This is my blog about meditation, philosophy and awakening. I wear many hats in my life—my living is as a computer geek, but I have been interested in meditation and insight for the past twenty-five years, and studied Buddhism and awakening in several traditions before turning to modern research on the topic. I write quite a bit about this topic in various places around the Internet; this blog is a place for me to gather some of the things I've written and share them with my friends. Welcome! I hope that what I've written here is of some value to you.
You thought you were meditating to get more focused, or calm, or whatever, and suddenly some anger, frustration, sadness or self-hatred wells up while you are sitting, and you think "what's gone wrong with my meditation?"
I talked about magical thinking in an earlier post; perhaps I should have said wishful thinking instead. Thinking that things will just take care of themselves, that I don’t have to do any work, or any thinking, this is wishful thinking. Imagining that a result will come with no effort. Thinking that your teachers are infallible is actually an example of this kind of thinking. To succeed in the practice, we have to take responsibility for our own success, and not put it on someone or something else.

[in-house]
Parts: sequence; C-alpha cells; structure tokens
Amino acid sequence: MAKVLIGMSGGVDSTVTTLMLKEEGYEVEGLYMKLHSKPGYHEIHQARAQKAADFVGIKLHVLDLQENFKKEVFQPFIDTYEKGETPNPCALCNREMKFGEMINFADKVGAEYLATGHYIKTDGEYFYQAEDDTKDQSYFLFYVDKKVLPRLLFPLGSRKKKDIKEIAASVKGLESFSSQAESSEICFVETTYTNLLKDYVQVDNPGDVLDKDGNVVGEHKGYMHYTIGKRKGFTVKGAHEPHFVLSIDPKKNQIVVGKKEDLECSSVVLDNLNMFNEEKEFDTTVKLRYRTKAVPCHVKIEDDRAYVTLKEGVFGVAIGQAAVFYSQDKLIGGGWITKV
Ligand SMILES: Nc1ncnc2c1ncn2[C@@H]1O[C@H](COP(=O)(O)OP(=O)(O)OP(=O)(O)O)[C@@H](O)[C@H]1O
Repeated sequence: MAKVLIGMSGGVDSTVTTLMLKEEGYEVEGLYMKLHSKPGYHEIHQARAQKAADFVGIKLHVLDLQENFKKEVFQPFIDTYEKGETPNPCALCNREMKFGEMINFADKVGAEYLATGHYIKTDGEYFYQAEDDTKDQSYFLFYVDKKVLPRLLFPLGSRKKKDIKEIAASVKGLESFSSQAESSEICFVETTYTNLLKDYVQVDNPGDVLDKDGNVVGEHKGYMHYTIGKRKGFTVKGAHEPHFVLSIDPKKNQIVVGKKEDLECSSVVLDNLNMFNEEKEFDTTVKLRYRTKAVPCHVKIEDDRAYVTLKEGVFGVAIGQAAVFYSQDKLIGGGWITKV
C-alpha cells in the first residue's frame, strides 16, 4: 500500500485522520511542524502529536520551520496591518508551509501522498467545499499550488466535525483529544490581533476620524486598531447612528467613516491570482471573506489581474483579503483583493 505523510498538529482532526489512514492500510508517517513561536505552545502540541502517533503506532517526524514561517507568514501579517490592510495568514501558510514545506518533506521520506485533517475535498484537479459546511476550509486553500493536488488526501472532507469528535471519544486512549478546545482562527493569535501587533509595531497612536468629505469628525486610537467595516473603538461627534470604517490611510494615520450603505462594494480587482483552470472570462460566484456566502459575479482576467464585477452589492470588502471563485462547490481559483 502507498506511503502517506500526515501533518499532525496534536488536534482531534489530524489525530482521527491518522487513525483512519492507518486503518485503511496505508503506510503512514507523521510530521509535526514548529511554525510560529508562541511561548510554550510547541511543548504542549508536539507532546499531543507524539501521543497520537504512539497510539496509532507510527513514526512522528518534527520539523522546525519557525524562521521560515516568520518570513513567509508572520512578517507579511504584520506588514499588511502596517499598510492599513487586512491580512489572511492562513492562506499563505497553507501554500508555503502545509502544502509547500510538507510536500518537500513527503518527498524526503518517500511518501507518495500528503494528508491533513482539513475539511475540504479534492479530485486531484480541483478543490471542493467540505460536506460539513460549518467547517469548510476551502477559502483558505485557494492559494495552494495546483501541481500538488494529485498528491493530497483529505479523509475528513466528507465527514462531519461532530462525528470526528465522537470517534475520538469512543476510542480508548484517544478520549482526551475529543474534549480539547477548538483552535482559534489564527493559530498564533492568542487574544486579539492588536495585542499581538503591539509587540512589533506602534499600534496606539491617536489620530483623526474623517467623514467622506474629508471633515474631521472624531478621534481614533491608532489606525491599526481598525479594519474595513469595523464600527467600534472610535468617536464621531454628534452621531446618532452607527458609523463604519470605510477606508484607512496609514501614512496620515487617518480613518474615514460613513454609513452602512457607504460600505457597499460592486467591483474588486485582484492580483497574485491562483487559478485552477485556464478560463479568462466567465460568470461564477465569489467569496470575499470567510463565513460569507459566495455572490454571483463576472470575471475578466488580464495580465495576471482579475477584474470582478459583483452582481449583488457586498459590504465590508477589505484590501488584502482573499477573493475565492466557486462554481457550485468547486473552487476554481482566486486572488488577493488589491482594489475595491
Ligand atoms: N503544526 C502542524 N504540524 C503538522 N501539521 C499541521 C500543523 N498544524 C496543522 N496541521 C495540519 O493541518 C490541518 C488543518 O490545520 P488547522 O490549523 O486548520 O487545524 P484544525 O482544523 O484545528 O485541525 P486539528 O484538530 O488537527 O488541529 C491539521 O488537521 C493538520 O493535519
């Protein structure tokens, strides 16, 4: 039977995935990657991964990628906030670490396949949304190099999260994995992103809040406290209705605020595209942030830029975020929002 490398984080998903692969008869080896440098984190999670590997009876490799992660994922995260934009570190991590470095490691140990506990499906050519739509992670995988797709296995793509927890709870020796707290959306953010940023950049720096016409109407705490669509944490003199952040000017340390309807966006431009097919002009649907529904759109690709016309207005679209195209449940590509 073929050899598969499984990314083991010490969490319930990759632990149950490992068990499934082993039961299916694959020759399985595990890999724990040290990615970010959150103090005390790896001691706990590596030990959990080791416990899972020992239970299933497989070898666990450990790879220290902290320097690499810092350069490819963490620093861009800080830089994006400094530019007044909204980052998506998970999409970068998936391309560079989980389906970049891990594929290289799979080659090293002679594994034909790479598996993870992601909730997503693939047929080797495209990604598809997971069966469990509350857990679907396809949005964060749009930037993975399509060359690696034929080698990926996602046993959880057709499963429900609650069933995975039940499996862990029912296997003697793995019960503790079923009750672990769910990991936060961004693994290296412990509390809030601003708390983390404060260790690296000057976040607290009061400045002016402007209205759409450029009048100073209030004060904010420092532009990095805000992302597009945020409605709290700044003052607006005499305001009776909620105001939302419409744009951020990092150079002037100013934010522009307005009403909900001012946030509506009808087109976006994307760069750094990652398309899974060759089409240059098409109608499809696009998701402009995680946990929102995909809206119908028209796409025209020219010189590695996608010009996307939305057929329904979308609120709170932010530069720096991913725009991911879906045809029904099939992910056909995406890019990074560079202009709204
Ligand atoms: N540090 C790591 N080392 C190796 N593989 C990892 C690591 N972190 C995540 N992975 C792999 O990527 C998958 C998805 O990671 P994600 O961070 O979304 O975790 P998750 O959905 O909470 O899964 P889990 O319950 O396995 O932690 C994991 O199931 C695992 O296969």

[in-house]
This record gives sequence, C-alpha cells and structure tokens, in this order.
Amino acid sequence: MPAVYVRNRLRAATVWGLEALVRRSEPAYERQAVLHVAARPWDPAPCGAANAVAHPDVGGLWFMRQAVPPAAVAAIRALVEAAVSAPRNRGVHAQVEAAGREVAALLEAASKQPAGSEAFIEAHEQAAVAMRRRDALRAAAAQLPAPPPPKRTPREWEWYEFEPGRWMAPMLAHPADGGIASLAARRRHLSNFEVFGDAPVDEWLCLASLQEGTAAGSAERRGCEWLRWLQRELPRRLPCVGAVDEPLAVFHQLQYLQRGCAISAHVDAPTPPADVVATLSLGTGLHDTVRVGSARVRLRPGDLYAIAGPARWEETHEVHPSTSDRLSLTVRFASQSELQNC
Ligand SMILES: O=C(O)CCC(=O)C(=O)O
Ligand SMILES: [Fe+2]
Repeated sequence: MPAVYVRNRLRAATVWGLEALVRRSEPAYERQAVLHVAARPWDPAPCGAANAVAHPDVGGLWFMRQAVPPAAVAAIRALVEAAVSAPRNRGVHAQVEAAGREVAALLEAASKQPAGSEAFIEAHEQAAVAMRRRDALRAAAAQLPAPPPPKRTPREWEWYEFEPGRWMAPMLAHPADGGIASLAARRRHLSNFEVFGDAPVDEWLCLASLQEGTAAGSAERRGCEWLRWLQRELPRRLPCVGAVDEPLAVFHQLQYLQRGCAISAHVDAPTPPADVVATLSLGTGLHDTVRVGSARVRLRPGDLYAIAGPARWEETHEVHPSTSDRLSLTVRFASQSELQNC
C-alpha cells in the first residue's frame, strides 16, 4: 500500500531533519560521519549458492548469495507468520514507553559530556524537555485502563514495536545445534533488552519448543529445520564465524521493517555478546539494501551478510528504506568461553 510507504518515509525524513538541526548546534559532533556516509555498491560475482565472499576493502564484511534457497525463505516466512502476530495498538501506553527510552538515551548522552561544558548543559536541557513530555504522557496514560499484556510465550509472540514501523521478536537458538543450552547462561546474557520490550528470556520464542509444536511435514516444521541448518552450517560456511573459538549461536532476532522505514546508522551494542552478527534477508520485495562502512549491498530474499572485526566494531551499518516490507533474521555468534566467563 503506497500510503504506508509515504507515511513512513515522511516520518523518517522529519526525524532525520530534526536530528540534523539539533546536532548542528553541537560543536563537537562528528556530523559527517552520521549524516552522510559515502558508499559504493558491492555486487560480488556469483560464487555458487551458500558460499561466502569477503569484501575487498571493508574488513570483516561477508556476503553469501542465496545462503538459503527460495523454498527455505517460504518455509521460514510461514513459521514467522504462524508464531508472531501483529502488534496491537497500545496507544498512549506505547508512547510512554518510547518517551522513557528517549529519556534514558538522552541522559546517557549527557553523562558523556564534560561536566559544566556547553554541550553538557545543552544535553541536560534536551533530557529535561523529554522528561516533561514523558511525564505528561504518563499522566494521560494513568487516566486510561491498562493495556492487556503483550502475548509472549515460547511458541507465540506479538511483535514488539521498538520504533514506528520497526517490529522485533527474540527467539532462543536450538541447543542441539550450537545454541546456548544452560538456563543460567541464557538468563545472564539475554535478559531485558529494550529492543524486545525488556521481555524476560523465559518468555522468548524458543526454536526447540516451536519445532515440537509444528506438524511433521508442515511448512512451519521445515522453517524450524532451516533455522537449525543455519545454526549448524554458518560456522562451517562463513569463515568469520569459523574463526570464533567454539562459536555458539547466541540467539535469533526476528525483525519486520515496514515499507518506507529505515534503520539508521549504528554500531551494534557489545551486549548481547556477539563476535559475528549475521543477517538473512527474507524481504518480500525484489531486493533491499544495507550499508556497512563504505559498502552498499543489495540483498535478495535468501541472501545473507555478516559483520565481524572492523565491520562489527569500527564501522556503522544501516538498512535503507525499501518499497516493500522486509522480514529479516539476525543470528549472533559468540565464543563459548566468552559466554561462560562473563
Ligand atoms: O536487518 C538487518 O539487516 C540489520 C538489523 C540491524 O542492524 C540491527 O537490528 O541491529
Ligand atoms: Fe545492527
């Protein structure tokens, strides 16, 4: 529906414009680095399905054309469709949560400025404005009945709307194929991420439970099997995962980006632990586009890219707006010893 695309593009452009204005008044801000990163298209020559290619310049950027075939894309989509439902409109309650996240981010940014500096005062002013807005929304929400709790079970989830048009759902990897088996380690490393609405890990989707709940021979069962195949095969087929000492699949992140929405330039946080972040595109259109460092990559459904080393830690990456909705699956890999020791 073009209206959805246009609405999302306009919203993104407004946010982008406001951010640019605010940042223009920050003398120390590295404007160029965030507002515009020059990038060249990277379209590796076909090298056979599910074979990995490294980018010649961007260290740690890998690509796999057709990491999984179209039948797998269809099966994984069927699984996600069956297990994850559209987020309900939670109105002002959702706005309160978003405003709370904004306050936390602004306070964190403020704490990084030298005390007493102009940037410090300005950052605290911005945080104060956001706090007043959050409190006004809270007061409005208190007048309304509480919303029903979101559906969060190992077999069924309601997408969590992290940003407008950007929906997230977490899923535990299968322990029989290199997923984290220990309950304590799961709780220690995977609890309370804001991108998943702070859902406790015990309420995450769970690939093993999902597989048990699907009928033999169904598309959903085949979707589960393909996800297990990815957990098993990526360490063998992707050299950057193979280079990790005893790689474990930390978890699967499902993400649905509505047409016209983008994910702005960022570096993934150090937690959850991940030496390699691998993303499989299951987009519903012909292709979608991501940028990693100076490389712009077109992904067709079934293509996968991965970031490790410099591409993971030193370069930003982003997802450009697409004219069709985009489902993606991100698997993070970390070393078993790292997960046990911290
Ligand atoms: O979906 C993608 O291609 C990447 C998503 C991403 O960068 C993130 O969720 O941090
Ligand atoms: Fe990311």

When we see the world as we wish it were, and not as it is, we weaken our ability to actually make that wish a reality, and make ourselves suffer in the bargain. It is possible to reach a state of mind where we can accept what is and work from there; in doing so, we become much more effective and also much happier.
We tend to get confused between philosophy and practice, as if they are both the same thing, as if, if we knew enough philosophy, that would in itself lead to happiness. But philosophy is a companion to practice, not practice itself.
I've mentioned the stages of meditation a number of times, and I just wanted to give a quick overview of the early stages for reference.
Realizing you are stuck is really a variant on knowing where you are, and knowing where you hope to go. If you know where you are, and you haven't gotten any closer to where you want to go, that's a sign that you are stuck.
The more you try to make it happen, the less it happens. So how is it possible to do anything at all to bring about change?
there's this little voice inside that has expectations, that thinks "my meditation should be this way" or "why isn't it working" or "man, I am great at this!"